‘The culture of a society is its shared meaning, values and practices’, so with the multitude of ethnicities present, cultures are diversifying and becoming uncertain. The boxer, Amir Khan was cheered on by his friends and family ‘waving Union Jack flags and Pakistani flags’ identifying him with both cultures (Woodward, 2005, p.43). Increasing interconnection between people through globalisation is achieved with diversity. TV, film, news and the internet allow diversity of contemporary society. ‘Young people, who may sing karaoke, eat sushi, drink Australian wine, wear Nike, holiday in Florida and Ibiza and listen to world music’ (Woodward, 2005, p.40) have benefited from globalisation making many things possible.
Fifty years ago, the only take away to be found within UK towns was the fish and chip shop. In contrast, today’s myriad of food outlets allows the consumer to eat their way around the world and include these different cuisines in their culture. The contemporary ‘UK is not only multi-ethnic’ yet ‘mixed and interconnected’ (Woodward, 2005, p.47). The combination of different influences from around the world all meeting together has a huge impact on the younger generation who tend to be most effected, especially where music is concerned, taking its influence from ‘traditions and techniques that cross continents’ (Woodward, 2005, p.40).
People in the contemporary UK appear to have greater choice and freedom than fifty years ago. Increased technology brings greater access to knowledge and agency over their lifestyle and health. This increased choice created sometimes has a negative impact on others around the world and also brings uncertainty from things such as global criminal gangs operating credit card fraud over the internet. The agency people appear to hold however may be limited by large companies who choose what the consumer or viewer may have access to. People in the UK are more knowledgeable and discuss their freedom and choice greatly but whilst appearing that they have more than those from fifty years ago, their agency is narrowed by those in power.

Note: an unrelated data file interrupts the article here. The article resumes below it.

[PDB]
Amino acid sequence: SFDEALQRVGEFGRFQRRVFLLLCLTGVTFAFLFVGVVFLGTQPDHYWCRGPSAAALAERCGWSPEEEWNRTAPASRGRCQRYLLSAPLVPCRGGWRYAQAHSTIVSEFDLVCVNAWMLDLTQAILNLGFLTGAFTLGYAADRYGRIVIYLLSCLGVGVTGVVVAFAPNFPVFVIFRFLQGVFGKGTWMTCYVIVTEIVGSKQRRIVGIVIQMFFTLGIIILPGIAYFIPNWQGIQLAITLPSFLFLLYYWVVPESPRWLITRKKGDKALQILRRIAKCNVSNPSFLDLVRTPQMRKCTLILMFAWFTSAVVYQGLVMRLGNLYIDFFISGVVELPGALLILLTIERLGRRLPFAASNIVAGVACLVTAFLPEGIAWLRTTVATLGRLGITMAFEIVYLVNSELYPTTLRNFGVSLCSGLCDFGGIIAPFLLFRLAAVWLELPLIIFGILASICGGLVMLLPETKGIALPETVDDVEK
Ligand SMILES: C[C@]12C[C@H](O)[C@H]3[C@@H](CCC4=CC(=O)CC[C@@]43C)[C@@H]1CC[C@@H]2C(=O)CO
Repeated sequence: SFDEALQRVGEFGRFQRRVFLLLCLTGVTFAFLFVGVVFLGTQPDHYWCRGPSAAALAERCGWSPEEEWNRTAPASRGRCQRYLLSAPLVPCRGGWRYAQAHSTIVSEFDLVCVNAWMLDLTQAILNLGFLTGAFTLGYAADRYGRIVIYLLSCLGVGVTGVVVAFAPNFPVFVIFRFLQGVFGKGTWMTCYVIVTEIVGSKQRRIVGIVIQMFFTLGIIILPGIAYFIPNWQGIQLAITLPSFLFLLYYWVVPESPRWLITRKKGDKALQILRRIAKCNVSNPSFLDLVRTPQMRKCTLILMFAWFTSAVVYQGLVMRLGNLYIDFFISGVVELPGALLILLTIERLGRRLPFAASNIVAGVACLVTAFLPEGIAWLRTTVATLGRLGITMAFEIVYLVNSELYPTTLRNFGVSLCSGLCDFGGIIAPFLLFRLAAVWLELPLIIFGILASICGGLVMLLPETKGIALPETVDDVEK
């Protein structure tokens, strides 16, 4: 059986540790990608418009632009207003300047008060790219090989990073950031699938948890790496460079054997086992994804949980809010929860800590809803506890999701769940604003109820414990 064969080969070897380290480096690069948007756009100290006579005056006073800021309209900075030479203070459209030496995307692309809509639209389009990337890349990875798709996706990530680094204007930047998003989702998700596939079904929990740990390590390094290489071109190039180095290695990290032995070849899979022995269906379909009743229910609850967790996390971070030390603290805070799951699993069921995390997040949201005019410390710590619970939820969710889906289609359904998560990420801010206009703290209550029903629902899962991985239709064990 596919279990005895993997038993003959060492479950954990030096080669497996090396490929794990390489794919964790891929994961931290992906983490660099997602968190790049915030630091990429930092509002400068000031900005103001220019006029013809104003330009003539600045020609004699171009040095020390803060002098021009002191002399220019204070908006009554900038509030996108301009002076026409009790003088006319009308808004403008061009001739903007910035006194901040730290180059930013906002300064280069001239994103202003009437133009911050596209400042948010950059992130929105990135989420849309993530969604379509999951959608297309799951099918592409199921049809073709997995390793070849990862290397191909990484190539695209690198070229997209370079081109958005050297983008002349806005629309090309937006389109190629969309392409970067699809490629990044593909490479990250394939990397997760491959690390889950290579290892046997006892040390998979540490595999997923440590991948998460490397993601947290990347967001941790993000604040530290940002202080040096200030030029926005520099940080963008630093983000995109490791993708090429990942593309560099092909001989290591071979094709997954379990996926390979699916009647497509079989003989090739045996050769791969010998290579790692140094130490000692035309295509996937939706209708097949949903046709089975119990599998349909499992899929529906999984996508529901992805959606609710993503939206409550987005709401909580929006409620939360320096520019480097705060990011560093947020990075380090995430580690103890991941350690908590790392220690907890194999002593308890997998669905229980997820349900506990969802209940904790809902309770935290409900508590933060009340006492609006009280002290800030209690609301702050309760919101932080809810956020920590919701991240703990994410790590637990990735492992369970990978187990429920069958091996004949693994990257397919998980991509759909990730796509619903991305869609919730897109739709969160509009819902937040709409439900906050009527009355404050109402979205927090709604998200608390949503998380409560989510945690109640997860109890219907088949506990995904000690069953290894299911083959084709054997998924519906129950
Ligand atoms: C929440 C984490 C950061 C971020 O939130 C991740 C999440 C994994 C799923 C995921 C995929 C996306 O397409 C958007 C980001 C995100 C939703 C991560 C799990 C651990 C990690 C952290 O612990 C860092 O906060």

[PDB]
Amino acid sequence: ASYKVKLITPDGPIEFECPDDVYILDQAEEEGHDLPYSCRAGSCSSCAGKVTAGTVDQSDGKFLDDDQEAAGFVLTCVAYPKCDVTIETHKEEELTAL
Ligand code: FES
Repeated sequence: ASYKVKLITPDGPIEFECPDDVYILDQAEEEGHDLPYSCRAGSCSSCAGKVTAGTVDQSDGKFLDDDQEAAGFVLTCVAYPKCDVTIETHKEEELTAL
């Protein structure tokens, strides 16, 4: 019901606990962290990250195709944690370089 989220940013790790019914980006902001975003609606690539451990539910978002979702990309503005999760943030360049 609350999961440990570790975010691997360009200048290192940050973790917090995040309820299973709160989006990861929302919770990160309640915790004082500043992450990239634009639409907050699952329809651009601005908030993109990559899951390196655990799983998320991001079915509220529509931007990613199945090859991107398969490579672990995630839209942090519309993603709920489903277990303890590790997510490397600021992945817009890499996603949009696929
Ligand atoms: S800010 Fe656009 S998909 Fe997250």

Woodward, K. (2005) DD122 Course Introduction, Milton Keynes, The Open University.
Mackay, H. (2004) ‘The Globalisation of Culture?’ in Held, D. (ed.) A Globalizing World? Culture, Economics, Politics, London, Routledge/The Open University.
Kelly, B. and Prokhovnik, R. (2004) ‘Economic globalisation?’ in Held, D. (ed.) A Globalizing World? Culture, Economics, Politics, London, Routledge/The Open University.
Thompson, K. and Woodward, K. (2004) ‘Knowing and Believing: Religious Knowledge’, in Goldblatt, K. Knowledge and the Social Sciences: Theory, Method, Practice, London, Routledge/The Open University.
Bromley, S. (2004) ‘Political Ideologies and the Environment’, in Goldblatt, K. Knowledge and the Social Sciences: Theory, Method, Practice, London, Routledge/The Open University.
Woodward, k., Goldblatt, D. and McFall, L. (2004) ‘Changing times, changing knowledge’, in Goldblatt, K. Knowledge and the Social Sciences: Theory, Method, Practice, London, Routledge/The Open University.
DD122 DVD TV Programmes, TV06 Mother Knows Best? (2006) DVD, The Open University